'Other witnesses were examined, who corroborated the facts already stated. Defendants also produced, and read in evidence, two deeds; the first from John Ormsby, Jun., to Isaac and Sidney Gregg, dated the 24th day of November 1804, which had been duly acknowledged and recorded, for twenty-five acres of the land in dispute; and also a deed from the same to Sidney Gregg, dated the 13th of April 1805, for eight acres and one hundred and twenty-two perches. Several leases of the tenants of Isaac Gregg and his family were read, and proof was made of the payment of taxes on the lots. The defendants also read in evidence, the will of Joseph B. Ormsby, and reference was made to an action of partition, instituted by the plaintiffs against the defendants, in which a judgment had been rendered in favour of defendants; to reverse which judgment, a writ of error was brought, and was still pending in the supreme court of Pennsylvania.'
The plaintiffs' counsel then proved, by the testimony of Samuel Pettigrew, Esq., that he was one of the viewers appointed by the orphan's court, under the petition of the 23d of December 1832, before referred to; that the viewers went on the ground, and allotted a portion of the upper part of the tract to Mrs Gregg, and the lower part to Mrs Ormsby.
The counsel for the defendants then offered to prove, by the testimony of H. M. Watts, who was attorney for Mr Ormsby, and presented the petition above referred to, that it was done at the instance of Mr Ormsby, for the purpose of establishing his title to the lower part of the tract; that at the time said petition was signed, it was done reluctantly by Mr N. B. Craig, as the committee of Mrs Gregg, and understood that Mrs Gregg had heretofore claimed the portion of the tract she occupied in severalty, and that the said petition, and the decree of the court upon it, were not to affect her right. Which testimony, on being objected to, was overruled by the court.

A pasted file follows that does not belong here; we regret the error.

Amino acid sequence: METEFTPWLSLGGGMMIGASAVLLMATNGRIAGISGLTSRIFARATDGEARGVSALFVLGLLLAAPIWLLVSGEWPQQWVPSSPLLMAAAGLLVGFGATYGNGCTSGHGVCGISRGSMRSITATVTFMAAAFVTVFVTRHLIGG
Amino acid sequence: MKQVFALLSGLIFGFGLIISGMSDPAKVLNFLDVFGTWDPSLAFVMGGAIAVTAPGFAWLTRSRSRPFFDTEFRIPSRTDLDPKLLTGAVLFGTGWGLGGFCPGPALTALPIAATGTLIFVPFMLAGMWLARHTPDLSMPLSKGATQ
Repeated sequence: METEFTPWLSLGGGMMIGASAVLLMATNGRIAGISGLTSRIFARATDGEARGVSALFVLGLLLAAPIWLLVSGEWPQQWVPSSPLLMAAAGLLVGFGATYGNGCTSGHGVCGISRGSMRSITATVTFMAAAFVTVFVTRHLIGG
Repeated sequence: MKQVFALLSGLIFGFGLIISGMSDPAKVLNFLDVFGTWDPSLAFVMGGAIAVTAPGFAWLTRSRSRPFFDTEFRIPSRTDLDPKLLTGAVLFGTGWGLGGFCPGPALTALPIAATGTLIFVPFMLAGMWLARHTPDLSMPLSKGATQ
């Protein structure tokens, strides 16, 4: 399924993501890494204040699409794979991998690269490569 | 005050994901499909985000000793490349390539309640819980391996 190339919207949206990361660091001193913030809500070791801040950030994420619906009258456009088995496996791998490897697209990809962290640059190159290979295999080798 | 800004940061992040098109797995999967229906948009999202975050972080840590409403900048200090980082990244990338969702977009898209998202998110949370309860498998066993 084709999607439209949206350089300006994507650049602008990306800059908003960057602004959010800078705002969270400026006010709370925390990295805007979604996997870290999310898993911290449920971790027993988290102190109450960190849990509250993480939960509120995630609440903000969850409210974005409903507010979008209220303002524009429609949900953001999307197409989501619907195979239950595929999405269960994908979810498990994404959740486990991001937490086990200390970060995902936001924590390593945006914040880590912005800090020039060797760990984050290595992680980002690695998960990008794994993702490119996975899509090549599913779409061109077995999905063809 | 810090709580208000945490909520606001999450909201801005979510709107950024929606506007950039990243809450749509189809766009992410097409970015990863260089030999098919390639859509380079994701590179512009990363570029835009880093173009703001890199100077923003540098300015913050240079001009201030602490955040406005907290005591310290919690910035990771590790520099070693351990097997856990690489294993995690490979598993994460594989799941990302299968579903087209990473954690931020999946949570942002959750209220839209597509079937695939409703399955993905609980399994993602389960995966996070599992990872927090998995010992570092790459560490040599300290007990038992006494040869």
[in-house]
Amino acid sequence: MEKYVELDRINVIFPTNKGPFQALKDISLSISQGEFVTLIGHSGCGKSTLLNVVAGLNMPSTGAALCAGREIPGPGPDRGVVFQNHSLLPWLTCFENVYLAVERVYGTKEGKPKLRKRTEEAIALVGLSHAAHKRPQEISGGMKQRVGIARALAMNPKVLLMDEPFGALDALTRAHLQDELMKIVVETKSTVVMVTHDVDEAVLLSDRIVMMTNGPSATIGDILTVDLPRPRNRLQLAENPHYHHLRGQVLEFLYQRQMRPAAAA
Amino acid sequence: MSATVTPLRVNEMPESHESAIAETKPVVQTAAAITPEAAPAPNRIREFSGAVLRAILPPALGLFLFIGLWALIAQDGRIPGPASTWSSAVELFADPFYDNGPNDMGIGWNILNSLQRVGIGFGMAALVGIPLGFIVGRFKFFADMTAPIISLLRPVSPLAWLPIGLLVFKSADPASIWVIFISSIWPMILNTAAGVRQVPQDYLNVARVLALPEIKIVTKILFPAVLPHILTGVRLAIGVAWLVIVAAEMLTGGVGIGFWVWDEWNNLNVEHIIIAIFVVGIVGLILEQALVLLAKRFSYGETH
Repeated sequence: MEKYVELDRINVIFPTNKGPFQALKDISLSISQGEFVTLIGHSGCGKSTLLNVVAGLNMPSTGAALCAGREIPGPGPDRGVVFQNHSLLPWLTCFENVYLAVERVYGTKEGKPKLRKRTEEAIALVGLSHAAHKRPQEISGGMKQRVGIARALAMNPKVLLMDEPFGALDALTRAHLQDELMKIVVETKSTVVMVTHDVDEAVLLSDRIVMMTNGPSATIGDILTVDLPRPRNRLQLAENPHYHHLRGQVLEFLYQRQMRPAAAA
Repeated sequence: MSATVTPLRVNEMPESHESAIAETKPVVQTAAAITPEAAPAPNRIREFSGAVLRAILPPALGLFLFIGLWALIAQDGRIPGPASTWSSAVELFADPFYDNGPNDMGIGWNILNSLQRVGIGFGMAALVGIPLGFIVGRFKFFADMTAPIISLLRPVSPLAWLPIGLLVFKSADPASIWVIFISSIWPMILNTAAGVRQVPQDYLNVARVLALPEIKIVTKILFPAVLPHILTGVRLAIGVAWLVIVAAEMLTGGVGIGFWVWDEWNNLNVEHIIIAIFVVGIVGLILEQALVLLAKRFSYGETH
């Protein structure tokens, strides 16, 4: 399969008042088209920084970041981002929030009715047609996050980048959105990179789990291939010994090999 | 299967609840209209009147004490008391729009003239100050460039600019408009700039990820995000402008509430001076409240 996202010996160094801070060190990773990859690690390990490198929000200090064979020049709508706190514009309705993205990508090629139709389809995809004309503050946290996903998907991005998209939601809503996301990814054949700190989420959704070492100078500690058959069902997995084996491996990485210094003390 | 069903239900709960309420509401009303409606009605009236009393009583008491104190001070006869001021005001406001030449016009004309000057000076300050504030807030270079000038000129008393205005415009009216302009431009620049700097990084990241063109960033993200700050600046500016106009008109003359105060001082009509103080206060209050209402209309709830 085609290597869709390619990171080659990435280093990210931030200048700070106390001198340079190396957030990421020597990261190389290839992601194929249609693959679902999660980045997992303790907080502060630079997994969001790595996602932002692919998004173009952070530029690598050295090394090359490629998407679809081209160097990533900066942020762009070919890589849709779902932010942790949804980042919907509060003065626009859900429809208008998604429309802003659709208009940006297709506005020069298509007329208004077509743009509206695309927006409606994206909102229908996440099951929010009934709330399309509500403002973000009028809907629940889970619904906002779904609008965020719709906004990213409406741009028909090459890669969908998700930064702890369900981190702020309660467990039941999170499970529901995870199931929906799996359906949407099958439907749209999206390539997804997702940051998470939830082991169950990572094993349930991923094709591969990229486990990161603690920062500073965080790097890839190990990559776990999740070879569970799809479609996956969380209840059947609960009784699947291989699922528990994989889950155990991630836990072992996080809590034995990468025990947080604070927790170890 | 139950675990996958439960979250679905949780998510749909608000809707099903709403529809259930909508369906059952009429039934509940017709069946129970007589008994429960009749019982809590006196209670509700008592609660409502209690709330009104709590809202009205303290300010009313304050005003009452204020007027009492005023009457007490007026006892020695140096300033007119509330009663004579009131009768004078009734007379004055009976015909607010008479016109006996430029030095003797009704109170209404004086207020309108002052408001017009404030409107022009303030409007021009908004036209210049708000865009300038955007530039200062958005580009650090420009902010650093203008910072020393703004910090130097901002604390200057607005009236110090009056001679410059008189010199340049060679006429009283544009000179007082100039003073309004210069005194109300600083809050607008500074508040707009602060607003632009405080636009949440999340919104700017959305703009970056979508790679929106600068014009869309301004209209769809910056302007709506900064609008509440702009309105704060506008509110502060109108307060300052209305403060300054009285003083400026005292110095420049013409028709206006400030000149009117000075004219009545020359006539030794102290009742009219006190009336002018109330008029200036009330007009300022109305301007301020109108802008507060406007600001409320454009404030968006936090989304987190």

The evidence being closed, the counsel for the defendants prayed the court to instruct the jury on the following points.
1. To entitle the plaintiffs to recover, on the ground that Mrs Sayre is a child and heir of John Ormsby, they must prove that there was an actual marriage between him and her mother.
2. That the statute of limitations does apply to tenants in common; and if the jury shall believe that the land in question belonged to Jane Ormsby, and descended to Mary Sayre and the other heirs, yet the statute of limitations would be a bar to plaintiffs' recovery, if there was an actual adverse and continuous possession in the defendant, and those under whom she claims, for twenty-one years.
3. That if the jury shall believe the testimony of James Ross, John Hutchinson and George Kintizer, the facts sworn to by them, establish that kind of actual continuous and adverse possession, acknowledged by the courts, as coming up to, and fully within the statute of limitations. Several other points were made in the special prayer for instructions, but it is not important, now, to advert to them.